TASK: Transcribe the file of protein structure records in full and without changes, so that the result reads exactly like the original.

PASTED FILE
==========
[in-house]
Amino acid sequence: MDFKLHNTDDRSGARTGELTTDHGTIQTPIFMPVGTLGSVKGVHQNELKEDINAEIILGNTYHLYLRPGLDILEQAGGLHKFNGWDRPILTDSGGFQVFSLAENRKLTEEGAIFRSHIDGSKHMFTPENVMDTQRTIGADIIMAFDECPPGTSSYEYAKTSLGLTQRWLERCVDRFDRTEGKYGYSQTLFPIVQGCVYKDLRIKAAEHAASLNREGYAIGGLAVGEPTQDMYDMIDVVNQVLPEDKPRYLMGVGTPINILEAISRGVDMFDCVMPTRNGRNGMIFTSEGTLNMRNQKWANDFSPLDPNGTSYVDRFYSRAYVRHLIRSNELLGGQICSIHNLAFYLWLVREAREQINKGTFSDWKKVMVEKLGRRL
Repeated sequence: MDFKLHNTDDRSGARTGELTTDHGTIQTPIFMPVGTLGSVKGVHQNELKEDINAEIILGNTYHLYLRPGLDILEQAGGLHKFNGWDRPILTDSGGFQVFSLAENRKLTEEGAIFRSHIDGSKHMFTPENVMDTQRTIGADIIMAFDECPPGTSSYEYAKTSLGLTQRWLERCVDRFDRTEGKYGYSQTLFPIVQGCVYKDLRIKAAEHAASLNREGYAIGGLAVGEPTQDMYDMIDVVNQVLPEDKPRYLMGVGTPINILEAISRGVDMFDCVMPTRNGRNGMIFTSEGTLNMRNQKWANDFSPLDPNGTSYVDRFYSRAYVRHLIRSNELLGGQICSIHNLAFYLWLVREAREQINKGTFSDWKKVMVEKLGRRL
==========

[in-house]
Amino acid sequence: MDFKLHNTDDRSGARTGELTTDHGTIQTPIFMPVGTLGSVKGVHQNELKEDINAEIILGNTYHLYLRPGLDILEQAGGLHKFNGWDRPILTDSGGFQVFSLAENRKLTEEGAIFRSHIDGSKHMFTPENVMDTQRTIGADIIMAFDECPPGTSSYEYAKTSLGLTQRWLERCVDRFDRTEGKYGYSQTLFPIVQGCVYKDLRIKAAEHAASLNREGYAIGGLAVGEPTQDMYDMIDVVNQVLPEDKPRYLMGVGTPINILEAISRGVDMFDCVMPTRNGRNGMIFTSEGTLNMRNQKWANDFSPLDPNGTSYVDRFYSRAYVRHLIRSNELLGGQICSIHNLAFYLWLVREAREQINKGTFSDWKKVMVEKLGRRL
Repeated sequence: MDFKLHNTDDRSGARTGELTTDHGTIQTPIFMPVGTLGSVKGVHQNELKEDINAEIILGNTYHLYLRPGLDILEQAGGLHKFNGWDRPILTDSGGFQVFSLAENRKLTEEGAIFRSHIDGSKHMFTPENVMDTQRTIGADIIMAFDECPPGTSSYEYAKTSLGLTQRWLERCVDRFDRTEGKYGYSQTLFPIVQGCVYKDLRIKAAEHAASLNREGYAIGGLAVGEPTQDMYDMIDVVNQVLPEDKPRYLMGVGTPINILEAISRGVDMFDCVMPTRNGRNGMIFTSEGTLNMRNQKWANDFSPLDPNGTSYVDRFYSRAYVRHLIRSNELLGGQICSIHNLAFYLWLVREAREQINKGTFSDWKKVMVEKLGRRL